Former president Lee Teng-hui (李登輝) in a radio interview on Friday said it is understandable that some pro-localization Chinese Nationalist Party (KMT) members would want to form the “Taiwan Nationalist Party Alliance,” given that KMT presidential candidate Hung Hsiu-chu’s (洪秀柱) dismal poll numbers seem to be negatively affecting the party’s prospects in next year’s legislative elections.
Lee said that the KMT is trapped in uncertainty, with no helmsman.
While talk of party solidarity is loud, its leaders are passing the buck around, Lee said.
Solidarity is not achieved by paying lip service, Lee said, adding that KMT leaders should have the determination and courage to fight for the party rather than for themselves.
Lee cited political commentator Hu Chung-hsin (胡忠信), who said that it would not be easy for the KMT to force Hung out of the presidential race, as she would be able to receive a handsome sum from election subsidies.
Hung said the comment was “to judge a virtuous person using a dishonest mindset.”
Asked about the “game change” the election might bring, Lee said that rather than worrying about Beijing’s moves during the presidential interregnum — the period from the elections on Jan. 16 to May 20, when the new president is to be sworn in — it is President Ma Ying-jeou (馬英九) who would be a source of apprehension, as it is not impossible that he might try to curry favor with Beijing.
During the presidential transition, the legislature will be the only authority counterbalancing the president, Lee said, adding that the new president would have to be resolute in attitude and brace for difficulties with well-thought-out strategies.
Lee said it would not be a problem if Democratic Progressive Party (DPP) presidential candidate Tsai Ing-wen (蔡英文) became president, but issues concerning the legislature are complicated, and Tsai should pay extra attention to them, as a legislative majority would not easily be achieved.
Lee said that as the US has made clear its unwavering position concerning its Taiwan policy, China would not intervene in the presidential election.
“There is no need to worry about what China might do,” he said.
Lee said that Chinese President Xi Jinping (習近平) ordered 300 Boeing jets from the Chicago-based aircraft maker before his state visit to the US last month and aimed to elicit “certain words,” or a change of attitude on the US’ part, that would push Taiwan to endorse the so-called “1992 consensus,” a term former Mainland Affairs Council chairman Su Chi (蘇起) admitted making up in 2000 that refers to a tacit understanding between the KMT and the Chinese government that both sides of the strait acknowledge there is “one China,” with each side having its own interpretation of what “China” means.
However, the US was unyielding in its stance that respects the existence of Taiwan and its democratic system and Washington did not accept any requests from China, Lee said.
“As I see it, it is not possible for China to exert pressure [over the upcoming elections] in Taiwan,” he said.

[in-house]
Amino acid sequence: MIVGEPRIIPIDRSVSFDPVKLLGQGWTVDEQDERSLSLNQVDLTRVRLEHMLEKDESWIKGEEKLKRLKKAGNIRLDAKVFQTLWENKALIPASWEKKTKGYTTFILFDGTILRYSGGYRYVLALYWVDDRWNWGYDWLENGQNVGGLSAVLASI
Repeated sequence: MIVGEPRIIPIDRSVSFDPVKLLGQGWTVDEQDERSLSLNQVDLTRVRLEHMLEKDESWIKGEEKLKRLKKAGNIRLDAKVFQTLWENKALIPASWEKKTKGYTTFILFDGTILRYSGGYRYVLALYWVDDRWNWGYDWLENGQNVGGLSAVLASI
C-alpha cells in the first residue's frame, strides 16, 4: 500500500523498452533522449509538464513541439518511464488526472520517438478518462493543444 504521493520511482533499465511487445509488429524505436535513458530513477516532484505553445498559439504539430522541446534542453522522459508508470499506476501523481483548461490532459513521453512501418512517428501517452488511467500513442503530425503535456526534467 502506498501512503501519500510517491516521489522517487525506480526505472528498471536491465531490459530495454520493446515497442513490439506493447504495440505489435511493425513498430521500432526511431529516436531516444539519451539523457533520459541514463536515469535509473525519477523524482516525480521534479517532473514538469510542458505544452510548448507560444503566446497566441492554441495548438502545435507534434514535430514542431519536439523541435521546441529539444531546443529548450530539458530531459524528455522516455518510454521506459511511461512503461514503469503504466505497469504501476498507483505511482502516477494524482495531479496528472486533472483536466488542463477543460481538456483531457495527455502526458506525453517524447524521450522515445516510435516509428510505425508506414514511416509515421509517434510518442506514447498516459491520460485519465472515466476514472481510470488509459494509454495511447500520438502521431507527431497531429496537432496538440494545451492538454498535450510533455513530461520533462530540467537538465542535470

EVA Airways was ranked the eighth-best airline in the world for this year, the only Taiwanese carrier to make it into the top 25 Airline Excellence Awards this year, aviation reviews Web site AirlineRatings.com said on Wednesday. AirlineRatings.com has a seven-star rating system to evaluate more than 360 airlines around the world every year, EVA Airways said in a statement on Thursday. “We are delighted that efforts by the entire EVA staff have been recognized by Airline Ratings,” EVA Airways president Clay Sun (孫嘉明) said in the release. During the COVID-19 pandemic, the company identified and adopted services and procedures that enhance and
A promotional event for the launch of a drinks store led to police questioning a 26-year-old woman surnamed Chang (張), the Taichung Police Department said yesterday. Police said that they questioned Chang and forwarded the case to prosecutors, accusing her of producing, distributing, broadcasting or selling pornography. Police said she faces charges related to the alleged distribution of indecent photographs on Twitter and using overtly sexual innuendos to promote the store on Monday night. Officers stumbled upon the content during a routine Internet “patrol.” Chang faces a prison sentence of up to two years and up to a NT$90,000 fine if found guilty
Exiled Chinese democracy advocate Wang Dan (王丹) yesterday denied an accusation by former Taiwanese political worker Lee Yuan-chun (李援軍) that Wang had sexually harassed him in a hotel room in New York nine years ago. There was a huge gap between Lee’s accusation and his own understanding and memory, Wang wrote on Facebook, adding it was hard for him to respond further regarding a “unilateral description” made by someone else. Wang made the remarks after his initial response on Facebook was met with criticism, with people saying he did not directly address the allegation. Lee on Friday wrote on Facebook that he
MORE WARNINGS: If the US company does not clarify and solve issues with its frozen berries, the FDA might extend an import suspension implemented last month, it said The Kaohsiung Department of Health yesterday said it fined Costco NT$4.5 million (US$146,265) over contaminated frozen strawberries, while the Food and Drug Administration (FDA) said that although the US company had filed an improvement plan, an import suspension on frozen berries could remain. Three types of frozen berry products imported and sold by Costco have tested positive for the hepatitis A virus since April. The Kaohsiung health department previously fined Costco NT$300,000 for not providing the sales list of a contaminated batch of Kirkland Signature Three Berry Blend imported from Chile, in contravention of the Communicable Disease Control Act (傳染病防治法). It later